Although it won’t help with your existing crepe myrtle, should you be thinking about planting another one in the future, choose a mildew-resistant variety to reduce your odds of having a powdery mildew issue. Almost all of the newer ones are resistant, including those named after tribes of Native Americans, such as 'Acoma,' 'Arapaho,' 'Catawba,' 'Comanche,' 'Natchez,' 'Sioux,' 'Tonto,' and 'Zuni.' 'Dynamite,' 'Early Bird,' 'Pink Velour,' 'Red Rocket,' and 'Miami' resist it, too. 

To prevent powdery mildew from happening, give plants sufficient light and air circulation. Reduce spreading by cutting back on nitrogen fertilizer, and pick off and destroy infected leaves and flowers.

Cercospora Leaf Spot

What It Is: Cercospora is a leaf spot fungus that used to be fairly uncommon, but isn't anymore. The nearly universal planting of crepe myrtles in the South has made it easy for this fungus to spread.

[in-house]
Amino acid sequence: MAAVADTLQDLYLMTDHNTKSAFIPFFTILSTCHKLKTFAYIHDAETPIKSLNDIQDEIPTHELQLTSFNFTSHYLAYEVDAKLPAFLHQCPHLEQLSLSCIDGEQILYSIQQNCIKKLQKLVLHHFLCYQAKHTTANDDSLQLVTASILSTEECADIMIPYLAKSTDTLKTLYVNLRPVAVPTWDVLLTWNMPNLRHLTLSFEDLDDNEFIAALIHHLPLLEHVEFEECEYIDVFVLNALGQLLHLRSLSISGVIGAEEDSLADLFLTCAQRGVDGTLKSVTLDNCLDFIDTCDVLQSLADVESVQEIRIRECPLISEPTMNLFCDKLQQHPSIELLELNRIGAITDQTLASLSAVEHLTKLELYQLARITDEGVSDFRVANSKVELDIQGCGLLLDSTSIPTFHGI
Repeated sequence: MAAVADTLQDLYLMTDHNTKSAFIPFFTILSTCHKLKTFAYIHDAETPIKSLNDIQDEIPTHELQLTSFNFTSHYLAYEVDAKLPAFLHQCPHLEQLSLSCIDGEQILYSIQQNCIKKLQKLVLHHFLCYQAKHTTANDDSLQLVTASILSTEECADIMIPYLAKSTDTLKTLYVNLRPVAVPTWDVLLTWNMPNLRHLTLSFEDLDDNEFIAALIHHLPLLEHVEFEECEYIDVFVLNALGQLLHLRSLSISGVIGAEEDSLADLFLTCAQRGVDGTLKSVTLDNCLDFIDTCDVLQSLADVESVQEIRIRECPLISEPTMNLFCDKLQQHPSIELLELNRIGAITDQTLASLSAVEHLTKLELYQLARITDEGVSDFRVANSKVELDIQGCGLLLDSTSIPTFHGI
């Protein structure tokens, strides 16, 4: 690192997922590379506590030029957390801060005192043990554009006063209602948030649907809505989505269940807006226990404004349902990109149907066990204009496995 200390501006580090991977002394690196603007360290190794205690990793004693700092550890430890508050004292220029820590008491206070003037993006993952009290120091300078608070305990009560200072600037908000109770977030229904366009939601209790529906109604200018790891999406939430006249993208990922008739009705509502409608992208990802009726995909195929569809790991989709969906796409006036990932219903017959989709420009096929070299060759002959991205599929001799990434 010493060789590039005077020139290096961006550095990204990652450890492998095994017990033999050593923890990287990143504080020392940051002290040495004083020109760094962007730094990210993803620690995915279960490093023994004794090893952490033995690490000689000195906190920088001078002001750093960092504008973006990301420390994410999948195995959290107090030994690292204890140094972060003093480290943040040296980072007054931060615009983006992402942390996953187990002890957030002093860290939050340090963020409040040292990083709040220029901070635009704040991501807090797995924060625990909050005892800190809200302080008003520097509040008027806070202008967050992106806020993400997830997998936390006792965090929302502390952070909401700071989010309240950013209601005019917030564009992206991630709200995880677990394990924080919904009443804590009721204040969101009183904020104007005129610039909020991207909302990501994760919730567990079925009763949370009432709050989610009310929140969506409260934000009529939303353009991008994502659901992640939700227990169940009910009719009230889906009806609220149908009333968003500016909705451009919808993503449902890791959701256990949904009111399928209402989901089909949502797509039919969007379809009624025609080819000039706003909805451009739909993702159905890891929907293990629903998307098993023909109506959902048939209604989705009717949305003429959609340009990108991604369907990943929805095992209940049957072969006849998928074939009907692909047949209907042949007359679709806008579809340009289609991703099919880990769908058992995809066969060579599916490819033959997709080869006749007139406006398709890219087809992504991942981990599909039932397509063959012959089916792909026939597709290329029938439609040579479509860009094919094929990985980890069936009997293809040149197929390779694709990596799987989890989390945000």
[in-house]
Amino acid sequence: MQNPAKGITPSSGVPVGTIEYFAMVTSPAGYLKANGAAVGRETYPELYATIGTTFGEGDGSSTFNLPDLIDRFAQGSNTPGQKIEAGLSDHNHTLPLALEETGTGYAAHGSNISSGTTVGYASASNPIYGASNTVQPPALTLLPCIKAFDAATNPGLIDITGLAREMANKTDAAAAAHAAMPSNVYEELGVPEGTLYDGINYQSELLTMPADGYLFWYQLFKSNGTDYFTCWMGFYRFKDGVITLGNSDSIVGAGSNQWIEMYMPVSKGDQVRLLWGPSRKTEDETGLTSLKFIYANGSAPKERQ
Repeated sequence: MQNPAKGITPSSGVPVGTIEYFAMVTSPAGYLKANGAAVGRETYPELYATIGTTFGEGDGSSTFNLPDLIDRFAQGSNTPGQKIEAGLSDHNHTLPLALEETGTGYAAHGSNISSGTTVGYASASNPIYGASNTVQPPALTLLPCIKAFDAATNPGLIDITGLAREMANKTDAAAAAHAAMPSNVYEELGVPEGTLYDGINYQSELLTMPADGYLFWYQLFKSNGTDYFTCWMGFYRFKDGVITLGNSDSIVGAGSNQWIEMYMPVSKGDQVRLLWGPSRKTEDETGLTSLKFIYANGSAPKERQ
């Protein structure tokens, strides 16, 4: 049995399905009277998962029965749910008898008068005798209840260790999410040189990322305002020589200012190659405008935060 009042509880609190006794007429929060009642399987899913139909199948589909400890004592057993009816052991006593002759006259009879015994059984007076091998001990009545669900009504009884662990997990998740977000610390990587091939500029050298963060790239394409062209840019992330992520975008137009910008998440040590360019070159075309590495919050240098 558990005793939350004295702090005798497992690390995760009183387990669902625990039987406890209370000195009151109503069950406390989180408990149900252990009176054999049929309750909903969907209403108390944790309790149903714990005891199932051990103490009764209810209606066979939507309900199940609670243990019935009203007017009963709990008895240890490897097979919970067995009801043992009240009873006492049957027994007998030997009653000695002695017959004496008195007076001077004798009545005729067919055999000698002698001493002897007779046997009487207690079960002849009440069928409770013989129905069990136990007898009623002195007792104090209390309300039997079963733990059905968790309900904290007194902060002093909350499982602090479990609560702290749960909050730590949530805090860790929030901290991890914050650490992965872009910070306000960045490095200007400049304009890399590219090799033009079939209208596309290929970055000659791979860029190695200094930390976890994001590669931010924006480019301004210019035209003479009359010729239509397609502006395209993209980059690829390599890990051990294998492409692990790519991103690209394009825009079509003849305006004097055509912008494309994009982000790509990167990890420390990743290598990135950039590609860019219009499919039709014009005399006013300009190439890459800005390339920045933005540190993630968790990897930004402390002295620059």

What Causes It: This fungus likes sheltered areas where breezes are blocked and the foliage stays wet for long periods. One tree I planted in front of the house gets eaten up by leaf spot every year, while the one growing in the middle of the lawn is hardly touched.

What It Does: Fortunately, this disease is not detrimental to the overall health of the crepe myrtle, but it may stunt the plant's growth. You’ll know if your crepe myrtle has it if brown spots form on the lower leaves in mid- to late summer. Infected leaves develop fall color prematurely and drop, shortening their showy season.

Prevention, Treatment & Control: Remove the spotted leaves as soon as you see them. Give the tree a good spray down to wash away any remaining spores. This fungus spreads easily so it’s important that you be vigilant in raking up and disposing of any infected leaves that have fallen. That will keep the fungus from reinfecting your tree or others nearby. Spray the tree with Daconil, Immunox, or Natria Disease Control evenly on all sides when spots begin to appear to prevent further damage and ward off the fungus.  

Some websites claim certain selections are resistant, such as 'Apalachee,' 'Sioux,' 'Tonto,' 'Tuscarora,' and 'Tuskegee.' I have doubts, though, because the one that gets devoured every year is 'Sioux.' Your best bet is to prevent outbreaks by planting crepe myrtles in open, sunny spots where air circulates freely.